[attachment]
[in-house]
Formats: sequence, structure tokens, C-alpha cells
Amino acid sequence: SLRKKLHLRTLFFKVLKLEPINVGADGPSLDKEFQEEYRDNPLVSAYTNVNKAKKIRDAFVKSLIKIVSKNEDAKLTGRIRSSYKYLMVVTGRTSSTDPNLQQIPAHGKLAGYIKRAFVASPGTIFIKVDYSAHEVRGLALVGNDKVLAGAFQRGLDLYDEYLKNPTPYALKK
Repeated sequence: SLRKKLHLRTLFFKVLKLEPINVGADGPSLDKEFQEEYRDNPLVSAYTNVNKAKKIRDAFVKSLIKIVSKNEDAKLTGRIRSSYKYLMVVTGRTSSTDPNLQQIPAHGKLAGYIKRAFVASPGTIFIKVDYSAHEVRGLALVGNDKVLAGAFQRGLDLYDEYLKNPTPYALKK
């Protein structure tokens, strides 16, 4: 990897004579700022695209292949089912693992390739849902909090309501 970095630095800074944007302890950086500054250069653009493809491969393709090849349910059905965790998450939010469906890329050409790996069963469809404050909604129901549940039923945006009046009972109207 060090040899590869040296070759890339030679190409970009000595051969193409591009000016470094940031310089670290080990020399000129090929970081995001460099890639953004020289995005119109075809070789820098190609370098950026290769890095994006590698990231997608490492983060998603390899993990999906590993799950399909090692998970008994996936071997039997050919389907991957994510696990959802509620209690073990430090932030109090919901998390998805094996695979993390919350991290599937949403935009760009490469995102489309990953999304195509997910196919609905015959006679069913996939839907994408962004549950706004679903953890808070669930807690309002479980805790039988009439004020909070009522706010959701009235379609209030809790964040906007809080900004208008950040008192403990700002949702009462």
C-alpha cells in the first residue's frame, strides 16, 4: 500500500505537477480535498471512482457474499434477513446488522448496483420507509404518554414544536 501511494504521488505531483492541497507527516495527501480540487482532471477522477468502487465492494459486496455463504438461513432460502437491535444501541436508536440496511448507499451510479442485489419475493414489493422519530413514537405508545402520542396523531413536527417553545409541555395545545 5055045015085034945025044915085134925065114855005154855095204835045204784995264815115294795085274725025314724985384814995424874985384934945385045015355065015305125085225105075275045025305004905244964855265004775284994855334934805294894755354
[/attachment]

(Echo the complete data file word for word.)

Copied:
[in-house]
Formats: sequence, structure tokens, C-alpha cells
Amino acid sequence: SLRKKLHLRTLFFKVLKLEPINVGADGPSLDKEFQEEYRDNPLVSAYTNVNKAKKIRDAFVKSLIKIVSKNEDAKLTGRIRSSYKYLMVVTGRTSSTDPNLQQIPAHGKLAGYIKRAFVASPGTIFIKVDYSAHEVRGLALVGNDKVLAGAFQRGLDLYDEYLKNPTPYALKK
Repeated sequence: SLRKKLHLRTLFFKVLKLEPINVGADGPSLDKEFQEEYRDNPLVSAYTNVNKAKKIRDAFVKSLIKIVSKNEDAKLTGRIRSSYKYLMVVTGRTSSTDPNLQQIPAHGKLAGYIKRAFVASPGTIFIKVDYSAHEVRGLALVGNDKVLAGAFQRGLDLYDEYLKNPTPYALKK
């Protein structure tokens, strides 16, 4: 990897004579700022695209292949089912693992390739849902909090309501 970095630095800074944007302890950086500054250069653009493809491969393709090849349910059905965790998450939010469906890329050409790996069963469809404050909604129901549940039923945006009046009972109207 060090040899590869040296070759890339030679190409970009000595051969193409591009000016470094940031310089670290080990020399000129090929970081995001460099890639953004020289995005119109075809070789820098190609370098950026290769890095994006590698990231997608490492983060998603390899993990999906590993799950399909090692998970008994996936071997039997050919389907991957994510696990959802509620209690073990430090932030109090919901998390998805094996695979993390919350991290599937949403935009760009490469995102489309990953999304195509997910196919609905015959006679069913996939839907994408962004549950706004679903953890808070669930807690309002479980805790039988009439004020909070009522706010959701009235379609209030809790964040906007809080900004208008950040008192403990700002949702009462």
C-alpha cells in the first residue's frame, strides 16, 4: 500500500505537477480535498471512482457474499434477513446488522448496483420507509404518554414544536 501511494504521488505531483492541497507527516495527501480540487482532471477522477468502487465492494459486496455463504438461513432460502437491535444501541436508536440496511448507499451510479442485489419475493414489493422519530413514537405508545402520542396523531413536527417553545409541555395545545 5055045015085034945025044915085134925065114855005154855095204835045204784995264815115294795085274725025314724985384814995424874985384934945385045015355065015305125085225105075275045025305004905244964855265004775284994855334934805294894755354